My introduction to photography was in childhood, as my grandmother was dying of Alzheimer’s disease. The hopelessness of her plight triggered something within me, and when my grandfather handed me a camera, making photographs became a way of stabilizing the insecurity of memory and accessing emotional resonance. If we are at risk of forgetting too much of our world, and ourselves, photography is an antidote.
I created this work during a time of general domestic unease, when my parents separated after 33 years of marriage, my siblings all experienced drastic changes in their lives, my wife, children and I moved to a new city, and my last living grandparent passed away.
The title of this series, I Love You, I’m Leaving, stems from the constant rhythm of my peripatetic life. It holds true when I leave my family to photograph strangers, and leave strangers to return home.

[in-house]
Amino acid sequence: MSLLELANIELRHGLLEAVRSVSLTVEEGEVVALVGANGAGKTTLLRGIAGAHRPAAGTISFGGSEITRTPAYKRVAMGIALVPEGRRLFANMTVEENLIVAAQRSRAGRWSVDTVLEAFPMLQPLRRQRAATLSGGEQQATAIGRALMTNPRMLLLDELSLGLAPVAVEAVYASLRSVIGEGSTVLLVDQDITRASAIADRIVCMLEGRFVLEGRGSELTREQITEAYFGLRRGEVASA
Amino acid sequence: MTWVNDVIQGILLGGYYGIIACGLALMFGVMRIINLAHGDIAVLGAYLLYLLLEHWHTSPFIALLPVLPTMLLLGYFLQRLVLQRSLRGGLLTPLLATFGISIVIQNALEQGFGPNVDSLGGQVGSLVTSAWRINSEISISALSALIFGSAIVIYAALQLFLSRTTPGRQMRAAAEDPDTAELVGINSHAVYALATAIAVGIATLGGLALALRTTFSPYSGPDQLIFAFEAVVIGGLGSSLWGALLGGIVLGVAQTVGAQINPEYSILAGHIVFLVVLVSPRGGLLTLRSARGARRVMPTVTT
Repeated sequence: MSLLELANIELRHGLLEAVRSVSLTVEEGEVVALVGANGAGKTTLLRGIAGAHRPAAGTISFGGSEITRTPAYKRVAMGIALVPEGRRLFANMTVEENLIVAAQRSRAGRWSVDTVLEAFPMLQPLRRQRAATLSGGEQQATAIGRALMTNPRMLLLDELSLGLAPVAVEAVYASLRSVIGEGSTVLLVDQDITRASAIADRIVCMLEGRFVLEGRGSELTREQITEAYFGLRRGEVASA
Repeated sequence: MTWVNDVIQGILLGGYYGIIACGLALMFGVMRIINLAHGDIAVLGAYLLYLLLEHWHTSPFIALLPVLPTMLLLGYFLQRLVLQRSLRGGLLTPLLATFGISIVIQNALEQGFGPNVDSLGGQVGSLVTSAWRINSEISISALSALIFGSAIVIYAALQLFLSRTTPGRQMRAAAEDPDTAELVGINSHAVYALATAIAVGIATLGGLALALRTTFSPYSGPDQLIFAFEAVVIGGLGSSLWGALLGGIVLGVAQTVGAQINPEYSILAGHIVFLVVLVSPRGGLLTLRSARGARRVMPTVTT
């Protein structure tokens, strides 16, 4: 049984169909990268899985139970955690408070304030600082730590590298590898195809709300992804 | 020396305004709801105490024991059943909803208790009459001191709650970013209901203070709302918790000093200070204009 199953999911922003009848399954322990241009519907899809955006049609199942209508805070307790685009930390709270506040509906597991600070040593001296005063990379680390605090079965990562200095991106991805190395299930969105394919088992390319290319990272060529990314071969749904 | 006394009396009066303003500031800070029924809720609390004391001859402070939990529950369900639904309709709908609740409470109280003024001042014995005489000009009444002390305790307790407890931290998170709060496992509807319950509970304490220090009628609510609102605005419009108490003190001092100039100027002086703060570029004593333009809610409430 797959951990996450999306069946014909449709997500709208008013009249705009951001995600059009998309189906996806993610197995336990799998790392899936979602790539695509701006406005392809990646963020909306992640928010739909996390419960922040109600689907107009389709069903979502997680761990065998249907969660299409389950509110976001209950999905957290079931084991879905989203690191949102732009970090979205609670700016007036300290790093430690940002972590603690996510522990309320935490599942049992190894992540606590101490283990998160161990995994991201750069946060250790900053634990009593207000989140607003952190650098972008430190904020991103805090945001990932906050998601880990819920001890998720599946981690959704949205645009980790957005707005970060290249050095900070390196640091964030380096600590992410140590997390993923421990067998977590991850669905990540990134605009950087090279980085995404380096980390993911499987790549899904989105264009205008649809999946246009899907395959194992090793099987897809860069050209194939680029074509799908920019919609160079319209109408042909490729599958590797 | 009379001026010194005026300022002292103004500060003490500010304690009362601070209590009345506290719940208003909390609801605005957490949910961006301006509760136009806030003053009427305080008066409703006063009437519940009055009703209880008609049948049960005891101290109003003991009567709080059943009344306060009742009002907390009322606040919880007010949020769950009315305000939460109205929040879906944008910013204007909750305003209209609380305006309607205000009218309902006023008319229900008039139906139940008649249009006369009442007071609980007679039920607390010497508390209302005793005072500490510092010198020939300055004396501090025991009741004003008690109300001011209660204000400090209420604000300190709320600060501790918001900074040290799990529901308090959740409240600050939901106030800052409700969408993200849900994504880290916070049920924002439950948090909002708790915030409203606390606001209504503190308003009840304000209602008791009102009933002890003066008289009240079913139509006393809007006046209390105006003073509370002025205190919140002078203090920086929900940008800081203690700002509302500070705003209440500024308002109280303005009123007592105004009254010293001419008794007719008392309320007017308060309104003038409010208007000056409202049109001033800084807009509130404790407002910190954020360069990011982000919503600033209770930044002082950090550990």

This series borrows from personal experience, and the visual language of the everyday in order to create a fictional account that mirrors my reality. Photographs are reductions, distillations, half-truths and complete fabrications. They can only describe the surface of things, while I am interested in the intangible - memory and emotional resonance.
Despite our intimacy, the people I am closest to are unknowable, and will always remain a mystery to me. I photograph with the knowledge that our place in this world is tenuous, composed of little more than memory and story. Memory is fragile; the moments are fleeting and have to be wrestled into a permanent state.